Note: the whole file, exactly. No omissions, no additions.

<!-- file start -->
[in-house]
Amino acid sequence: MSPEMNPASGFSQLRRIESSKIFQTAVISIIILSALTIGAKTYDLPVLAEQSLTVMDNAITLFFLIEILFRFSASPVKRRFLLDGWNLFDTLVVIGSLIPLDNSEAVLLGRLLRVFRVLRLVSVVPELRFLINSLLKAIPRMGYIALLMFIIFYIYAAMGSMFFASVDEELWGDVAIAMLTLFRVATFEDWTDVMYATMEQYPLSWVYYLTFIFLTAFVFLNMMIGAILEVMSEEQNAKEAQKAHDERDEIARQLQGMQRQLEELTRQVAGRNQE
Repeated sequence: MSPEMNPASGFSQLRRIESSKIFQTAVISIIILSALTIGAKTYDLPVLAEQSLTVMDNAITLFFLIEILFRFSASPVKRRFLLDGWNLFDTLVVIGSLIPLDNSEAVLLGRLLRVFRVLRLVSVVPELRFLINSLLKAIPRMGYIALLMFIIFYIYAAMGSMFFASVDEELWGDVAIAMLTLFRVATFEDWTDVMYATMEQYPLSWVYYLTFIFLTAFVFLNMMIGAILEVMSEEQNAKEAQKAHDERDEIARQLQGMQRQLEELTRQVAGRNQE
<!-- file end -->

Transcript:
[in-house]
Amino acid sequence: MSPEMNPASGFSQLRRIESSKIFQTAVISIIILSALTIGAKTYDLPVLAEQSLTVMDNAITLFFLIEILFRFSASPVKRRFLLDGWNLFDTLVVIGSLIPLDNSEAVLLGRLLRVFRVLRLVSVVPELRFLINSLLKAIPRMGYIALLMFIIFYIYAAMGSMFFASVDEELWGDVAIAMLTLFRVATFEDWTDVMYATMEQYPLSWVYYLTFIFLTAFVFLNMMIGAILEVMSEEQNAKEAQKAHDERDEIARQLQGMQRQLEELTRQVAGRNQE
Repeated sequence: MSPEMNPASGFSQLRRIESSKIFQTAVISIIILSALTIGAKTYDLPVLAEQSLTVMDNAITLFFLIEILFRFSASPVKRRFLLDGWNLFDTLVVIGSLIPLDNSEAVLLGRLLRVFRVLRLVSVVPELRFLINSLLKAIPRMGYIALLMFIIFYIYAAMGSMFFASVDEELWGDVAIAMLTLFRVATFEDWTDVMYATMEQYPLSWVYYLTFIFLTAFVFLNMMIGAILEVMSEEQNAKEAQKAHDERDEIARQLQGMQRQLEELTRQVAGRNQE